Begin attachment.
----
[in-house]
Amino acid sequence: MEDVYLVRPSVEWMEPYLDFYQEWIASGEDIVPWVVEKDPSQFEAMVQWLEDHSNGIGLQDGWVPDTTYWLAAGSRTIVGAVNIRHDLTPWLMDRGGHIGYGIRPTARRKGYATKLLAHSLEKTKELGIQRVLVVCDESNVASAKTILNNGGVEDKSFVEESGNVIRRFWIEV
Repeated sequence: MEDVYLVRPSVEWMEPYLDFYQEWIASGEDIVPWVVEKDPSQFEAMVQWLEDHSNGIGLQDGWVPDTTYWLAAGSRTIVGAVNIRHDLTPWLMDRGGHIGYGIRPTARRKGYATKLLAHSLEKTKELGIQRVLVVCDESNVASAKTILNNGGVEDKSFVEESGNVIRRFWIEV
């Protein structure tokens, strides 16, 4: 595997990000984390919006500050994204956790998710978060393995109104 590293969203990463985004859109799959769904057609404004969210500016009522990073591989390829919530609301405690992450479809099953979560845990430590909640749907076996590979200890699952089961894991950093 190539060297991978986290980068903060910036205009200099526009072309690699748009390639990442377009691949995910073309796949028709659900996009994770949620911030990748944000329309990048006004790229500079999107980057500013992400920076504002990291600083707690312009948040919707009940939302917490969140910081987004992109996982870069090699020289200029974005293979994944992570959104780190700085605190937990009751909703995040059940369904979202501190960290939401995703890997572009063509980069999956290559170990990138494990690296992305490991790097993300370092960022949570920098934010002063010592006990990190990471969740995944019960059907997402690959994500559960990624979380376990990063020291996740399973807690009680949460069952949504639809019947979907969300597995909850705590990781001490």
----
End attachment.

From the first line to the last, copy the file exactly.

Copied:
[in-house]
Amino acid sequence: MEDVYLVRPSVEWMEPYLDFYQEWIASGEDIVPWVVEKDPSQFEAMVQWLEDHSNGIGLQDGWVPDTTYWLAAGSRTIVGAVNIRHDLTPWLMDRGGHIGYGIRPTARRKGYATKLLAHSLEKTKELGIQRVLVVCDESNVASAKTILNNGGVEDKSFVEESGNVIRRFWIEV
Repeated sequence: MEDVYLVRPSVEWMEPYLDFYQEWIASGEDIVPWVVEKDPSQFEAMVQWLEDHSNGIGLQDGWVPDTTYWLAAGSRTIVGAVNIRHDLTPWLMDRGGHIGYGIRPTARRKGYATKLLAHSLEKTKELGIQRVLVVCDESNVASAKTILNNGGVEDKSFVEESGNVIRRFWIEV
């Protein structure tokens, strides 16, 4: 595997990000984390919006500050994204956790998710978060393995109104 590293969203990463985004859109799959769904057609404004969210500016009522990073591989390829919530609301405690992450479809099953979560845990430590909640749907076996590979200890699952089961894991950093 190539060297991978986290980068903060910036205009200099526009072309690699748009390639990442377009691949995910073309796949028709659900996009994770949620911030990748944000329309990048006004790229500079999107980057500013992400920076504002990291600083707690312009948040919707009940939302917490969140910081987004992109996982870069090699020289200029974005293979994944992570959104780190700085605190937990009751909703995040059940369904979202501190960290939401995703890997572009063509980069999956290559170990990138494990690296992305490991790097993300370092960022949570920098934010002063010592006990990190990471969740995944019960059907997402690959994500559960990624979380376990990063020291996740399973807690009680949460069952949504639809019947979907969300597995909850705590990781001490």